The holiday frenzy is officially upon us. In the flurry of house-decorating, meal-preparing, and gift-buying, it’s important for us (and the children in our lives) to remember that it’s also a season of gratitude.
And while we’re at it, we should note that gratitude is extremely beneficial year-round.
Research shows that practicing gratitude improves physical and mental health, self-esteem, and even sleep. It’s associated with more empathy, healthier relationships, increased productivity, and beyond.
So, gratitude should be an ongoing practice, and what better time to start than the holiday season?
As the year comes to a close, cultivate an attitude of gratitude in your children or students with these fun activities.
Write in a Gratitude Journal
Writing in a gratitude journal seems simple, but its positive effects are far-reaching. Numerous studies show that simply writing down the things for which we’re thankful enhances health and happiness in both children and adults.
Daily or weekly during the holiday season, have children jot down 3-5 people, things, or experiences for which they’re grateful. Younger children can get in on the fun by drawing pictures.
Download my Gratitude Journal Activities for 24 pages of prompts (perfect for daily gratitude reflections during the holidays), a blank Gratitude from A-Z dictionary, and additional printables that foster thankfulness.
Build a Gratitude Collage
Put a crafty spin on the Gratitude Journal by creating a Gratitude Collage. Children can bring in photos, cut pictures out of magazines, or draw their own pictures to cut out and arrange on poster board or chart paper.
As children build their collages, talk to them about what items they chose and why they’re grateful for them. You can also have children share with their tables or present to the class.
Create a Gratitude Jar
Place a large jar in your classroom, along with some strips of paper and writing utensils. On the paper, have students write “I am thankful for ___________________.” Add a few thankful thoughts of your own to the jar too!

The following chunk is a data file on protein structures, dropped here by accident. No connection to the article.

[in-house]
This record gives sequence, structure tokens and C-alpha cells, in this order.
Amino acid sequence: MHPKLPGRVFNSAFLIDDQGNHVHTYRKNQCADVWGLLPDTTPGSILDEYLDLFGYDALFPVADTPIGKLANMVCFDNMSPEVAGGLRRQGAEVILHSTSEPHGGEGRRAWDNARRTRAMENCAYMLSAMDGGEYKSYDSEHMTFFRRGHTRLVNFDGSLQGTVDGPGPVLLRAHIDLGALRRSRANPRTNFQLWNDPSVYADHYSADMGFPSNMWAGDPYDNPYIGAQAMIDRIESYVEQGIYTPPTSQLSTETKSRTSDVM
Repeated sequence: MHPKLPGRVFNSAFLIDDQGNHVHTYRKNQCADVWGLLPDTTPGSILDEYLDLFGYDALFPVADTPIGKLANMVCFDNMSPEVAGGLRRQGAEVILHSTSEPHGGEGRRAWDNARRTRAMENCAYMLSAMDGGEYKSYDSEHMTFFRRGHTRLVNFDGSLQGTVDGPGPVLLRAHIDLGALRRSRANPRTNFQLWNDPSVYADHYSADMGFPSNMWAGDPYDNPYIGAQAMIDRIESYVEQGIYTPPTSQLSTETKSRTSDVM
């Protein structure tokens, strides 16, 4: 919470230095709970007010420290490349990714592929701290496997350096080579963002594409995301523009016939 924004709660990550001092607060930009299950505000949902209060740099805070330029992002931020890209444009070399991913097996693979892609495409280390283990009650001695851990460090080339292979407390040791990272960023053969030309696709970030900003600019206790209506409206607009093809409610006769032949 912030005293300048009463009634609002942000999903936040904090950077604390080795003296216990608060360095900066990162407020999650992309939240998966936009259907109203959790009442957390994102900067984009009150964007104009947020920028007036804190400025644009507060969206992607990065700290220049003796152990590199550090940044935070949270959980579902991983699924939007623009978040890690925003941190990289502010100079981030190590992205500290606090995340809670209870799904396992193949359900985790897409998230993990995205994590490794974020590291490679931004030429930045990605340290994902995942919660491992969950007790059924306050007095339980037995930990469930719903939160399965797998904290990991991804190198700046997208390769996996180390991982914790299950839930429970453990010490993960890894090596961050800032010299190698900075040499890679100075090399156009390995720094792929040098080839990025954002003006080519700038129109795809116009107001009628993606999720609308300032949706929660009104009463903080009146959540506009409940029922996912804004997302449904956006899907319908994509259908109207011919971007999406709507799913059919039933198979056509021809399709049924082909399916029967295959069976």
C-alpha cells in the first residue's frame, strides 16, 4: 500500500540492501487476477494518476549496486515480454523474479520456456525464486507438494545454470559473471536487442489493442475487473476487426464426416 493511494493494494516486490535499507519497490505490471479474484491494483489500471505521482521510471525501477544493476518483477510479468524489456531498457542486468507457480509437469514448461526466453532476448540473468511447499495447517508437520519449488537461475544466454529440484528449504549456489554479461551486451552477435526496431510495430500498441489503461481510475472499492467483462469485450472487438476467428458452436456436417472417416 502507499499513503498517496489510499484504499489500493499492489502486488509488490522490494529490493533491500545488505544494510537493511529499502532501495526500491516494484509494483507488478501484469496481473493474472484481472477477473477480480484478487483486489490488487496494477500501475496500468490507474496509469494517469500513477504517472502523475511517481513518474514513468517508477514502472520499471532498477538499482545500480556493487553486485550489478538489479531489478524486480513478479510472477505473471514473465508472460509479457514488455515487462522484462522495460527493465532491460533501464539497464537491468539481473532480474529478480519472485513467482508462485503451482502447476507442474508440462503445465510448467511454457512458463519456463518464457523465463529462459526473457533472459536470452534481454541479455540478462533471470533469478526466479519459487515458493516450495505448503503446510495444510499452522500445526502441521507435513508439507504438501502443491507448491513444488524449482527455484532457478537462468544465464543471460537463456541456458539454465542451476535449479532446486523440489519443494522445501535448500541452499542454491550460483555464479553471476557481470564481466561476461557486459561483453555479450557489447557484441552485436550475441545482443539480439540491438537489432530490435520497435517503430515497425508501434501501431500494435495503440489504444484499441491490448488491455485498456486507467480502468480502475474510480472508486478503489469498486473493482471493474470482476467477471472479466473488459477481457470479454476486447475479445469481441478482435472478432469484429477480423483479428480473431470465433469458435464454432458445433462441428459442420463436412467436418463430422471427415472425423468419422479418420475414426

At a set interval, perhaps right before holiday break, read all your thankful thoughts together as a class. If you have a holiday party, incorporate the Gratitude Jar to celebrate the gratitude you and your students feel.
Write Thank You Letters
When it comes to reflecting on gratitude, appreciating people is even more meaningful than appreciating things. Ask your students to write thank you notes to some of the important people in their lives: friends, family members, a special teacher, and so on. Your students will feel just as warm and fuzzy writing the letters as the recipients feel reading them.
You can also try my Gratitude Challenge, which includes 20 gratitude challenges for students, including several thank you notes!
Make a Thankful Turkey
For a holiday-themed gratitude activity, have your students make Thankful Turkeys. On construction paper, students draw a classic “hand turkey,” by tracing their hands and decorating them to look like turkeys.
On each finger (or “feather”), students list one thing they’re especially grateful for this Thanksgiving. Hang the turkeys around the classroom, and/or have students share with partners or groups.
You can do a similar activity with construction paper autumn leaves on a tree, or even by decorating rocks. Children love creatively expressing their gratitude.
Go on a Gratitude Scavenger Hunt
Get active with a fun Gratitude Scavenger Hunt, either outdoors, in your classroom, or even as an activity students can do with their families for homework.
Give students a list of items to search for, and have them document their “finds” by drawing them. Items on the list might include something:
- that makes you smile or laugh
- that’s your favorite color
- that cheers you up when you feel sad
- you like to smell
- you like to taste
- you’re thankful for in your classroom/in nature/in your home
- you could give to someone else to show your appreciation
- that’s useful to you
- you think is beautiful
- you’d like to share with a friend
This activity helps students realize how much they truly have to be thankful for, even in places they might not expect!
Play Gratitude Games
Give each child a snack size pack of Skittles, M&Ms, or other colorful objects. Then, have children share what they’re thankful for according to a color-coded gratitude list. For example:
- blue = a memory you’re thankful for
- ted = a person you’re thankful for
- yellow = something you’re thankful for
- green = a place you’re thankful for
- brown = a quality or skill you’re thankful for
- orange = something you’re thankful you’ve learned
This can be a partner, group, or whole-class activity. To avoid putting children on the spot, give them a few minutes to look over the color code and reflect on their answers before sharing.
Pay it Forward
Gratitude becomes more meaningful when it inspires giving to others. Encourage your students to appreciate what they have and share the gifts they’ve received.
Put together a canned food or toy drive, donate to families in need, collect blankets and jackets for families who may be cold this winter, etc. Work with your students to find a cause you’d like to collectively support this holiday season.
As your students’ thoughts turn to presents, turkey, and exciting holiday plans, help them take time to reflect on gratitude too. However simple these practices sound, they’ll make your students’ holiday season—and even their lives—happier and healthier.